Tips For Developing A Lean Procurement Function
Procurement cost accounts for more than 30 percent of a hospitals’ expenditure, in fact it’s the largest financial outlay second only to staffing, and yet many healthcare institutions relegate its management to the back office. Healthcare Global spoke to hospital procurement expert Richard Macintosh, Managing Director at Inverto about ways hospital executives can manage their procurement function to yield tremendous financial savings.
Richard outlined five key points that will help any hospital lean and improve its procurement function >>>
- Make the move from transactional to strategic sourcing
- Employ people with a commercial background
- Address procurement at an executive level
- Focus on clinical engagement
- Don’t compromise on patient care
Commonly, the first thing hospital executives will look at when they are losing money is staffing levels, however that method of leaning your institution is limited and often leads of compromised patient care. What hospital executives should be addressing first and foremost is the procurement function.
Transactional Versus Strategic Sourcing
“Typically we find is this is an area that’s not been particularly well managed. The typical procurement function is very transactional; the department is placing purchase orders, monitoring arrivals, and distributing goods, but they are not actually doing any proactive sourcing, they are not driving out cost savings. We find that many procurement departments are transactional rather than strategic,” says Macintosh.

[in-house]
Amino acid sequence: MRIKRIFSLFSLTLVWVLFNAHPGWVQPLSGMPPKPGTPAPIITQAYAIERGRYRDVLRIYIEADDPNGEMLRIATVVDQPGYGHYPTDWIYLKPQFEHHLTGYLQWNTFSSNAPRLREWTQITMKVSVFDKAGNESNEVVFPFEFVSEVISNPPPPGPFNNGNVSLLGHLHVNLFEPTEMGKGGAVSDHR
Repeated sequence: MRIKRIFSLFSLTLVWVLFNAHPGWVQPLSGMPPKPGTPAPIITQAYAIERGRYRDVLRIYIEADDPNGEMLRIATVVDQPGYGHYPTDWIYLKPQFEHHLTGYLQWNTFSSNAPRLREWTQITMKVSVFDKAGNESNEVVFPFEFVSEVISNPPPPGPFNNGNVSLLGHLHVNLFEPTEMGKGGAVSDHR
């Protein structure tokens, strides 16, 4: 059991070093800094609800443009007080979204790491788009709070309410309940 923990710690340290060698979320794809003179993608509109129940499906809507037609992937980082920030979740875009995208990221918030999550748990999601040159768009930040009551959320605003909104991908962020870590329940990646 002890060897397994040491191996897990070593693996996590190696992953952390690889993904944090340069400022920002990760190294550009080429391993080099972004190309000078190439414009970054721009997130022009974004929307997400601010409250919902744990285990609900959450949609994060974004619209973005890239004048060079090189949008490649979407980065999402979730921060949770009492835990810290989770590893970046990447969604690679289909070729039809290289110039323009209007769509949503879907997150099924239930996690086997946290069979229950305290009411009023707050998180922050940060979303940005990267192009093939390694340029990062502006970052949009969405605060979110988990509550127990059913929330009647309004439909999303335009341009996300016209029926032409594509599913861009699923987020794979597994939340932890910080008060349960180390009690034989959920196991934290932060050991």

If you took a snapshot of a typical hospital procurement function you would label it ‘back office’. You would probably find the department in a porter-cabin at the back of the hospital, titled, ‘Supplies’ rather than ‘Procurement’ and furthermore a team of people who are not very senior or indeed commercial would most likely run it.
“We find the key to success when it comes to hospital procurement is clinical engagement,” says Macintosh. “The procurement function doesn’t interact with the front line staff; they don’t interact with the clinicians, the nurses or head of estates - they are in the back office managing transactions. To this end it is essential to have very good commercial people heading up the department, who work closely with clinicians. If you can achieve this, you can make some extremely impressive savings.”
“Take an orthopedics department as an example, it requires a very specialised segment of spend. It is the surgeons and clinicians who have the specialised knowledge about technology and products so in order to make cost savings you have got to work very closely with those people. You have got to understand their exact requirements and then it’s the procurement function’s role to fully understand the market. If you merge both expertise and work very closely with one another you can source the best value suppliers and arrangements for the department,” says Macintosh.
It is vital for the procurement function to work alongside the clinical arm of the hospital. The only way to make significant cost savings is to work out all the possible commercial options and to teach clinicians to understand the commercial implications of their decisions.